The 1977 tour that followed was ugly. Bonham was drunk and violent, a written set of backstage rules warned journalists not to look him in the eye “for your own safety”. To make matters worse, Page was in the grips of a serious heroin habit. “There were bodyguards everywhere, and that was a real big sea change from ’75 to ’77,” journalist Jaan Uhelski told Barney Hoskyns for his 2012 oral history Trampled Under Foot. “There was just a cloud that seemed to hang over everybody.”
That tour was cut short after the death of Plant's son Karac, from a stomach infection. Much like in '75, the thought of prancing around a stage singing about big legged women, no longer held any kind of charm. “I lost my boy,” he told Rolling Stone, “I didn't want to be in Led Zeppelin. I wanted to be with my family.” He considered quitting music altogether and go into teaching.
That could have been it, but the gravitational pull of the band was too strong. "There was something going on, and it was lifting again," mused Plant. "We decided that we could work, and we should start all over again." Peter Grant booked the band into Abba's studios in Sweden and the result was 'In Through The Out Door'. Despite mixed reviews (more of a Plant/Jones album, Page largely absent) the record would top the charts. The band was booked for a headlining appearance at the Knebworth festival. Another tour would follow. Then came the death of John Bonham.
It's hard to say what might have happened next. Page, who had always been somewhat dismissive of 'In Through The Out Door' ( 'the keyboard album') had promised a more guitar heavy, trickier, follow up. We'll never know what that might have sounded like, although some tracks from the odds and sods 'Coda' do give an indication. What we do know from the post Zeppelin solo work, the parts were never greater than the whole. I mean, when was the last time you curled up with anything by The Firm? Of course that's not to over look the incredible success of Robert Plant's Raising Sand which he did with Allison Krauss or the fact that John Bonham's drums have been sampled by everyone from Eminem to the Beastie Boys...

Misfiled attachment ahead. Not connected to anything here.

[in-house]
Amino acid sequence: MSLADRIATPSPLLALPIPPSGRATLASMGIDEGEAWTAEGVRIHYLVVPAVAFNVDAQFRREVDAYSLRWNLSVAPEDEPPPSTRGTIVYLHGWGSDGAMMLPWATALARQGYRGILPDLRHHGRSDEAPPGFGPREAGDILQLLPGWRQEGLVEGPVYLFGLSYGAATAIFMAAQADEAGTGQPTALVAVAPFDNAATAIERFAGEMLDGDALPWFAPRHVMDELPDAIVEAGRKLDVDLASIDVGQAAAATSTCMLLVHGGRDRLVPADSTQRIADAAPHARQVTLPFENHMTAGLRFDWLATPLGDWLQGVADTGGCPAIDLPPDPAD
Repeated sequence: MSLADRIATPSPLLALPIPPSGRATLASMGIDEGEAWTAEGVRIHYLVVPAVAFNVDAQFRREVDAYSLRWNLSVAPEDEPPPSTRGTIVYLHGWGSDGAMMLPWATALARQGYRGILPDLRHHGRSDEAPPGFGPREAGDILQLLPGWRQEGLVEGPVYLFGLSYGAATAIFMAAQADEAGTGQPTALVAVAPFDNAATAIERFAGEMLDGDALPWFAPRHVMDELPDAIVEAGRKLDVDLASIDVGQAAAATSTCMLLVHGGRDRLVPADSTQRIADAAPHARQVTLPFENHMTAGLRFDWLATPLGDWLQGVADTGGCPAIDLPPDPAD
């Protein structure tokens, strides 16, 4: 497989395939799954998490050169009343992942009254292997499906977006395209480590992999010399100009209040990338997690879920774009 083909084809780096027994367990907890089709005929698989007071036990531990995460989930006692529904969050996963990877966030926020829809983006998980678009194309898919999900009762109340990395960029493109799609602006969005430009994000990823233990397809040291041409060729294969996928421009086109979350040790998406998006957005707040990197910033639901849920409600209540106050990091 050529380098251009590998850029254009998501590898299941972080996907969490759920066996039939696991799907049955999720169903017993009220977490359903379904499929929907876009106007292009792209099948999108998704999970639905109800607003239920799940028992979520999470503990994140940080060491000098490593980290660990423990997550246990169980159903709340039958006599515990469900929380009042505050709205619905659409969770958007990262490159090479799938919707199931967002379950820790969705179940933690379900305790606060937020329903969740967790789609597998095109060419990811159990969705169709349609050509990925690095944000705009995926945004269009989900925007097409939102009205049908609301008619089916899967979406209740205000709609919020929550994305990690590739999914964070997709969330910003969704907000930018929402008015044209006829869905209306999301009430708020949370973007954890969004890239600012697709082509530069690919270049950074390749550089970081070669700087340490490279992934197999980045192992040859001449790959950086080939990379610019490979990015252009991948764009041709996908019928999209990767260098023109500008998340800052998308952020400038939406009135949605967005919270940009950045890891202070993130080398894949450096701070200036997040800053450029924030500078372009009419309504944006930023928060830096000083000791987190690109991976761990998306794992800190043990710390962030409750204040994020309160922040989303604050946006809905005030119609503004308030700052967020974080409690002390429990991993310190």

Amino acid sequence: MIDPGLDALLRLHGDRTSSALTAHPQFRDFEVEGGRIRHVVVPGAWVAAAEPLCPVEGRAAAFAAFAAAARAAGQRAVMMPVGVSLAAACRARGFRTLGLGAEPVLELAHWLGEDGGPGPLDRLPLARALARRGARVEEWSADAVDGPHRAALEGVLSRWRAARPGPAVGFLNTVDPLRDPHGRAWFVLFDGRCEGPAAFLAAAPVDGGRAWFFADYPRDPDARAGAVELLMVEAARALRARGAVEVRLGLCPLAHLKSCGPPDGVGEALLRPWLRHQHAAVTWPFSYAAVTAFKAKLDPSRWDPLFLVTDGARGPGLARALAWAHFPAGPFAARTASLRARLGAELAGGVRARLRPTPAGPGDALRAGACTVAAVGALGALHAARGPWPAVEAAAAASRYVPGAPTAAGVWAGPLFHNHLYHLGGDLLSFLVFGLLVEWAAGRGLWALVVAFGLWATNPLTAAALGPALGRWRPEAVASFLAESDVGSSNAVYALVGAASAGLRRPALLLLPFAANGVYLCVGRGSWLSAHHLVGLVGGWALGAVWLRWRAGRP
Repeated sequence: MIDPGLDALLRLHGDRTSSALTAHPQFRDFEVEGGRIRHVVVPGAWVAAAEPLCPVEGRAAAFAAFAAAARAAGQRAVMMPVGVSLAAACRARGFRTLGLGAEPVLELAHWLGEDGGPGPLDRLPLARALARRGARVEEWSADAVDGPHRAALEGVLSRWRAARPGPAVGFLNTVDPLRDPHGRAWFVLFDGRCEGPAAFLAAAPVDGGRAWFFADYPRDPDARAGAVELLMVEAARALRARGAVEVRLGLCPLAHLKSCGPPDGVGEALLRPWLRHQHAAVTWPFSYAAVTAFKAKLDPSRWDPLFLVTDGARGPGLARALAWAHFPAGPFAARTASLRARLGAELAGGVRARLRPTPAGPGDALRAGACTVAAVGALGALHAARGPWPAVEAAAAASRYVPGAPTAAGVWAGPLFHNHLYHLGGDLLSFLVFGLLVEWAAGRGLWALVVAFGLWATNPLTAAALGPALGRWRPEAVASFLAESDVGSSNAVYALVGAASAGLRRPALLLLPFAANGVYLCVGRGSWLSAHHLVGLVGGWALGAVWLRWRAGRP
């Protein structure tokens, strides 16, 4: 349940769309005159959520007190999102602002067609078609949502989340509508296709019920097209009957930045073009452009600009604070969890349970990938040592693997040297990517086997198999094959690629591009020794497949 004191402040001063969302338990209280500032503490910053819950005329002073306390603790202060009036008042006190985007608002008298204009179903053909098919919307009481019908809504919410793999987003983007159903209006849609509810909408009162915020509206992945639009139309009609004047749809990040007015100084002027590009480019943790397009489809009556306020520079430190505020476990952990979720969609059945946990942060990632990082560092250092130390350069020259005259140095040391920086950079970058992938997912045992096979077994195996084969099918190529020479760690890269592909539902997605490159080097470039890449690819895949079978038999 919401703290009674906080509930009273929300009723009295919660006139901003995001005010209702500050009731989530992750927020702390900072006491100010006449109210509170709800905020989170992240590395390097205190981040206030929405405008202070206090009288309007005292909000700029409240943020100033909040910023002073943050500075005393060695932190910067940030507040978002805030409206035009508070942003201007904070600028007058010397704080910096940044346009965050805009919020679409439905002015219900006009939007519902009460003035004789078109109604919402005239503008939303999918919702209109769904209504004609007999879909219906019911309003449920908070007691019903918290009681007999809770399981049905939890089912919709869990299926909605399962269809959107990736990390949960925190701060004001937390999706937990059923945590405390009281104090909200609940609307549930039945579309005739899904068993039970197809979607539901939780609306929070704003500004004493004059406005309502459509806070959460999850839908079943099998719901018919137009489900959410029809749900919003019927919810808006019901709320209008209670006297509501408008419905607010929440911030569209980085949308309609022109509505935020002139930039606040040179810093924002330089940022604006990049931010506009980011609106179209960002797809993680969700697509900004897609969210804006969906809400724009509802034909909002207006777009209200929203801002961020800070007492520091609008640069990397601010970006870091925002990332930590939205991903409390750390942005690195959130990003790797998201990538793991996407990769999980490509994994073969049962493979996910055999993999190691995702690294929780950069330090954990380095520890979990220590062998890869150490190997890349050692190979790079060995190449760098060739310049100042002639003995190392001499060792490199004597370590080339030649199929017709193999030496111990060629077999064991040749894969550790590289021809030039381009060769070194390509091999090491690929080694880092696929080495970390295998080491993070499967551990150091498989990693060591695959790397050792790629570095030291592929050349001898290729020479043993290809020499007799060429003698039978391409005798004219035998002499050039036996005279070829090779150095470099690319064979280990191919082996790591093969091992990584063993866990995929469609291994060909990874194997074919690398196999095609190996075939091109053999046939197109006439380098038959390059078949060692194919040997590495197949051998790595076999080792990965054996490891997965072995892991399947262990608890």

But even if you were never a fan of Led Zeppelin (you're forgiven if riff heavy blooze complimented with banshee vocals over a plundering rhythm section was not your cup of tea) you certainly could give them credit for choosing music over money. Once they called it quits, that was it. Outside of a few one offs (Live Aid, awful; O2 concert, triumphant) they stuck to their guns and never reunited. That despite the millions upon millions they've been offered over the decades. That might be more Plant than anyone else, who has said a reunion would be like sleeping with your ex-wife, but not having sex...supposedly he ripped up an $800 million offer from Richard Branson.
Since then the myth has remained intact, unvarnished and unchanged. Sure, there's the underaged groupies, drugs, booze, mayhem, not to mention that incident with the red snapper, and rumored Satanic rituals. But in the long run, it's the music. Led Zeppelin reinvented the way the blues could be played. Their unique gumbo included folk, psychedelia, metallic funk, and they were pioneers of hard rock. Music that laid the foundation for hundreds that followed in their wake, from the Aerosmith and the White Stripes to the Black Crowes. And that's the legacy that counts. It's a legacy, like they once sang, that still stands taller than their souls.
The Independent, Ultimate Classic Rock, Allmusic, and my own warped opinion were sourced or this article.